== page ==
Church leaders appear to have vetoed a bishop-elect for the first time since the 1930s. But few opponents are celebrating.
Frank E. Lockwood in Little Rock, Arkansas posted 6/08/2009
Barring a last minute change of heart by opponents, it appears certain that Episcopal Church leaders have rejected the consecration of a bishop-elect who denies traditional Christian teachings about sin, salvation, and Christ's atoning death at Calvary.
Evangelicals inside and outside the Episcopal Church say they would have been concerned if Kevin Thew Forrester had been given a ceremonial shepherd's staff and a sacred charge to "feed and tend the flock of Christ" in the Diocese of Northern Michigan, where he was elected on February 21. But few are seeing the rejection as a cause to celebrate.
According to church rules, elections of bishops must be confirmed by a majority of the church's House of Bishops (though not all members are allowed to vote) and a majority of its 111 diocesan governing boards, known as standing committees. While the results will not be official until mid-July, a majority of standing committees have voted to withhold consent, according to a survey by the Arkansas Democrat-Gazette. Unofficial surveys show the bishop-elect trailing badly among bishops as well.
Thew Forrester, who has rewritten the church's baptismal covenant, the Apostles' Creed, and the Book of Common Prayer's Easter Vigil liturgy to remove historic Christian doctrines, would be the first bishop-elect to be vetoed by denominational leaders since at least the 1930s, according to the church's Office of Communication.
The 2.3-million-member Episcopal Church has had bishops who have denied core Christian doctrines like the Trinity, the Virgin Birth, and the Resurrection of Jesus. But the most prominent bishops to make such claims (such as John Shelby Spong and James Pike) reportedly did not do so until after they had been made bishop.
Critics on the theological left and the right said Thew Forrester's abandonment of church doctrine and liturgy, as contained in the Book of Common Prayer, placed him too far outside the mainstream to serve as a bishop and a successor to the Apostles.
Thew Forrester's rejection of atonement theology and his claims that the crucifixion was not the will of God were particularly troubling to some Episcopalians. According to Thew Forrester, Christ's blood doesn't wash away sin and Christ's death doesn't redeem and restore humanity. Jesus doesn't make us one with God, but simply reveals to us that we're already and always one with God, the bishop-elect maintains.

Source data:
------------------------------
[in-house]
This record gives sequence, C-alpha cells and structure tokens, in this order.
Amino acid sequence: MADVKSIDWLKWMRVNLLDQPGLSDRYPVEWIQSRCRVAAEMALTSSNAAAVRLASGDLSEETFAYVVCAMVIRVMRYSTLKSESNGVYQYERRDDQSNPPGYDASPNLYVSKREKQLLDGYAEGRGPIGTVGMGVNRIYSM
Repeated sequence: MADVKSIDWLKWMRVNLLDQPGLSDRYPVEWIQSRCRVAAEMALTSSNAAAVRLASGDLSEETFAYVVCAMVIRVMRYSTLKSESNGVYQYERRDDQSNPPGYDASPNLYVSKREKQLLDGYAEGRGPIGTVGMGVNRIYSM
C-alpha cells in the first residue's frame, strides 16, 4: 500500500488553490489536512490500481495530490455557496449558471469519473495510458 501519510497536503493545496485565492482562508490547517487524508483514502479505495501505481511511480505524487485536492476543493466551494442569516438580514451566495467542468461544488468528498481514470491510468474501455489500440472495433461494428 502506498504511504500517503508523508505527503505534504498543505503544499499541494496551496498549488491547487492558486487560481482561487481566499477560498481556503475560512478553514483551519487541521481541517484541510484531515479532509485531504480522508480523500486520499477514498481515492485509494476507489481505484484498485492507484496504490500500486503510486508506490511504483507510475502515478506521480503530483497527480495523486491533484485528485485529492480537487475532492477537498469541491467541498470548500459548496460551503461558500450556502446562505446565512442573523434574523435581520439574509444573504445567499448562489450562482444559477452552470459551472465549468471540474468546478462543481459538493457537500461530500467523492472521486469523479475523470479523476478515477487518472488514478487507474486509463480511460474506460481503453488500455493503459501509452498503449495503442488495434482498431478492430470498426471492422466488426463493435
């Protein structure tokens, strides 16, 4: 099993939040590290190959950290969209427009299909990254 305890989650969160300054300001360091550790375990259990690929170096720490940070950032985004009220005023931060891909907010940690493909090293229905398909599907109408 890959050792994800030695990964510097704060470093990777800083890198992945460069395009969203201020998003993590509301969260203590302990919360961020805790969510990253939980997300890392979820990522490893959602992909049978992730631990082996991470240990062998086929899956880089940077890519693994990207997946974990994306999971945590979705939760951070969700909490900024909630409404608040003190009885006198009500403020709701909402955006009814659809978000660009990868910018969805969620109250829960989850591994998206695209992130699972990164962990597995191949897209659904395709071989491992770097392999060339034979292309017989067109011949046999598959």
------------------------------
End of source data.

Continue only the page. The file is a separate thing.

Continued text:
Such doctrinal innovations were too much for some bishops.
"There are a few things that are absolutely non-negotiable in the Christian faith because without them it ceases to be the Christian faith," said Bishop of West Texas Gary R. Lillibridge.
But a Thew Forrester supporter, Wyoming Bishop Bruce Caldwell, said Thew Forrester's theology "stretches us, but not to the point of breaking."
The bishop-elect defended his liturgical and theological changes, saying they reflected the "continually evolving" Christian faith.
"What we've done is quite responsible and appropriate, and indeed the church needs to do it in order to stay relevant in the 21st century," he said.
In addition to rejecting orthodox Christian teachings about the Cross, Thew Forrester denies that Satan exists, calls the Qur'an the Word of God, describes sin as being blind to our own goodness, and questions whether Jesus is truly the only begotten Son of God. A student of Zen Buddhism, Thew Forrester took Buddhist lay ordination vows and adopted a new Buddhist name—Genpo—meaning "way of universal wisdom."
Critics charged that Thew Forrester had also altered Christian liturgies to add Buddhist, Unitarian-Universalist, and New Age principles.
In a message posted on his blog, Bishop of Bethlehem (Pennsylvania) Paul V. Marshall warned that the denomination's failure to uphold historic Christian teachings had made it an embarrassment.
"As a Church we are increasingly a laughing-stock … because we do not consistently proclaim a solid core, words as simple as 'all have sinned and come short of the glory of God,' yet 'God was in Christ, reconciling the world to himself,'" Marshall wrote.
Thew Forrester's theological and liturgical innovations are too extreme for a majority of the Episcopal Church, said Greg Griffith, founder of the conservative Anglican website StandFirmInFaith.com. But that doesn't mean that the Episcopal Church is ready to embrace the faith once delivered to the saints, he added. "All the Episcopal Church has done is to say that someone who is clearly not a Christian may not be one of its bishops," Griffith said. "It may be history in the making, but it's hardly a grand or noble achievement, and certainly not a signal that the Episcopal Church is returning to orthodoxy."
Bill Carroll, rector at Episcopal Church of the Good Shepherd in Athens, Ohio, says the vote may be a turning point for his denomination. "I think history will remember this as the point when the Episcopal Church began to show some backbone about basic Christian doctrine," he wrote in a comments thread at EpiscopalCafe.com. "For too long, we have allowed our respect for difference to mean anything goes. There are boundaries." [Emphasis mine.]